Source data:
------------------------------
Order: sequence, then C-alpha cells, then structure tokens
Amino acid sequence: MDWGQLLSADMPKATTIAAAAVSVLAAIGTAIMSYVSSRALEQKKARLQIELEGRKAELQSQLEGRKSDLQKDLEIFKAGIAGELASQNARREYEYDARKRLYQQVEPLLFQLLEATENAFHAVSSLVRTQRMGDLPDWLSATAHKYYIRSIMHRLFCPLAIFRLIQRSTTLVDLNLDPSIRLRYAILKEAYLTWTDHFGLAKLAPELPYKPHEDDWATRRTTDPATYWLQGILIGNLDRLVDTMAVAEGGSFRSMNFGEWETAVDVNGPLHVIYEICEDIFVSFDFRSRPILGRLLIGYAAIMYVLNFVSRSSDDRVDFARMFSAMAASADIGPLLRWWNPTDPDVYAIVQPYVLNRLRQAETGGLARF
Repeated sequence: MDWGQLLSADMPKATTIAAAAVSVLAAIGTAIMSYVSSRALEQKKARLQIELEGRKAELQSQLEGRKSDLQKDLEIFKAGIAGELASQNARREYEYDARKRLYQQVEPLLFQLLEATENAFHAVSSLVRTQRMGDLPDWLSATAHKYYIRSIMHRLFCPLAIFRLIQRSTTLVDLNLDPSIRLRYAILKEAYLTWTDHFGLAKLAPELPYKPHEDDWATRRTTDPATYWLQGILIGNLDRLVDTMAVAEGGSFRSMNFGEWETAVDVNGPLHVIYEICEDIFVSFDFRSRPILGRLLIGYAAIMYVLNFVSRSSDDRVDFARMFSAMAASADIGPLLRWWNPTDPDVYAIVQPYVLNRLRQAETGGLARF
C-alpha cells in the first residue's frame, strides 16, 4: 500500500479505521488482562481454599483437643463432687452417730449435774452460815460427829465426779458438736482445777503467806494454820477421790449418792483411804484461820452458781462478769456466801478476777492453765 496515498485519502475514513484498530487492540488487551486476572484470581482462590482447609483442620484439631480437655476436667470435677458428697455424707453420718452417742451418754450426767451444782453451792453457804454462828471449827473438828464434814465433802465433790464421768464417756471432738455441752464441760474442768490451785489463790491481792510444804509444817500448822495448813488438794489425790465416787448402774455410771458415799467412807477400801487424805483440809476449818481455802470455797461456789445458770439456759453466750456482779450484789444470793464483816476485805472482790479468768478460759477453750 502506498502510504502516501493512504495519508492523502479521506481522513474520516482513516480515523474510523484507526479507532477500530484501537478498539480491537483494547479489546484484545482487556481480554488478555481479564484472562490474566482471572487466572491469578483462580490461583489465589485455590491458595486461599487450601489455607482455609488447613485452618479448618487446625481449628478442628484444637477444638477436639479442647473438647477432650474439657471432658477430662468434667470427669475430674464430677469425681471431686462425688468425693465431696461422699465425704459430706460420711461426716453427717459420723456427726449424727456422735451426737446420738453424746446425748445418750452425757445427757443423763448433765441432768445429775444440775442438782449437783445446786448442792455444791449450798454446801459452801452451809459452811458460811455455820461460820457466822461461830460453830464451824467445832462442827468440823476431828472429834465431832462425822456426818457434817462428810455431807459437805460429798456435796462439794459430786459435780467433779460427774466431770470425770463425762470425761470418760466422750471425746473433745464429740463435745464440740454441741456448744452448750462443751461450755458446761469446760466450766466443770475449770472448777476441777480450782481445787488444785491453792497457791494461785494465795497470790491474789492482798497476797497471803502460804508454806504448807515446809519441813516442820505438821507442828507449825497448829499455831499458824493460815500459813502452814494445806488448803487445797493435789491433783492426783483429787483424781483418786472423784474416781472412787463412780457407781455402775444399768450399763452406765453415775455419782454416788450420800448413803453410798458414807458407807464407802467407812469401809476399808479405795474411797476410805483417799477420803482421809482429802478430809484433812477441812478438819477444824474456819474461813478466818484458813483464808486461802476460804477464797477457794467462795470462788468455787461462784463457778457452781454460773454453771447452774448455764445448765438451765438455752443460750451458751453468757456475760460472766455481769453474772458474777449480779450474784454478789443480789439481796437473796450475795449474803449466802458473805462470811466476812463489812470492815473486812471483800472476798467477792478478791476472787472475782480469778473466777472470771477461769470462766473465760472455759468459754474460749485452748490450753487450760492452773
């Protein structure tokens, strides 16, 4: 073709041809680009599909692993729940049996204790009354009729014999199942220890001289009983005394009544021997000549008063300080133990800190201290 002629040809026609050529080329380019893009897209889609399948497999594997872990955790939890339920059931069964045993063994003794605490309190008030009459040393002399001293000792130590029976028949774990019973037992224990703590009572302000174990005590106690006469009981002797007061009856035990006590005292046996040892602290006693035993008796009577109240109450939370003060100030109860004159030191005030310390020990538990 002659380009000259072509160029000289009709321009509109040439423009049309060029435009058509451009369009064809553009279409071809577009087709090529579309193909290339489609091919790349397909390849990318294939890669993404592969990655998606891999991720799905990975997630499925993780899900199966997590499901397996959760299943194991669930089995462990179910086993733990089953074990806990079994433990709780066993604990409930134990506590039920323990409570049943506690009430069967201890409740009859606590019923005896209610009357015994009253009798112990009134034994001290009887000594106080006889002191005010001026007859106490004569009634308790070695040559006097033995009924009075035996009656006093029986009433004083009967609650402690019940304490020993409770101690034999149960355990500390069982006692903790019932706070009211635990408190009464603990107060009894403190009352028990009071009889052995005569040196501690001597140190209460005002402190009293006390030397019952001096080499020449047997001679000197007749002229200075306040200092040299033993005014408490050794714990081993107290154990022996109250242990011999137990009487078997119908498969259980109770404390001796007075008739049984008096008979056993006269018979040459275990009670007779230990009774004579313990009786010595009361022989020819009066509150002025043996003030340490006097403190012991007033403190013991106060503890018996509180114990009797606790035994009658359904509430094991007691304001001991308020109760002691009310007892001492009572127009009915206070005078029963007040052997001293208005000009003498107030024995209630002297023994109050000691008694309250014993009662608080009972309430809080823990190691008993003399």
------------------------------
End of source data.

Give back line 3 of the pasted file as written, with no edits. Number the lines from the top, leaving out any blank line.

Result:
Repeated sequence: MDWGQLLSADMPKATTIAAAAVSVLAAIGTAIMSYVSSRALEQKKARLQIELEGRKAELQSQLEGRKSDLQKDLEIFKAGIAGELASQNARREYEYDARKRLYQQVEPLLFQLLEATENAFHAVSSLVRTQRMGDLPDWLSATAHKYYIRSIMHRLFCPLAIFRLIQRSTTLVDLNLDPSIRLRYAILKEAYLTWTDHFGLAKLAPELPYKPHEDDWATRRTTDPATYWLQGILIGNLDRLVDTMAVAEGGSFRSMNFGEWETAVDVNGPLHVIYEICEDIFVSFDFRSRPILGRLLIGYAAIMYVLNFVSRSSDDRVDFARMFSAMAASADIGPLLRWWNPTDPDVYAIVQPYVLNRLRQAETGGLARF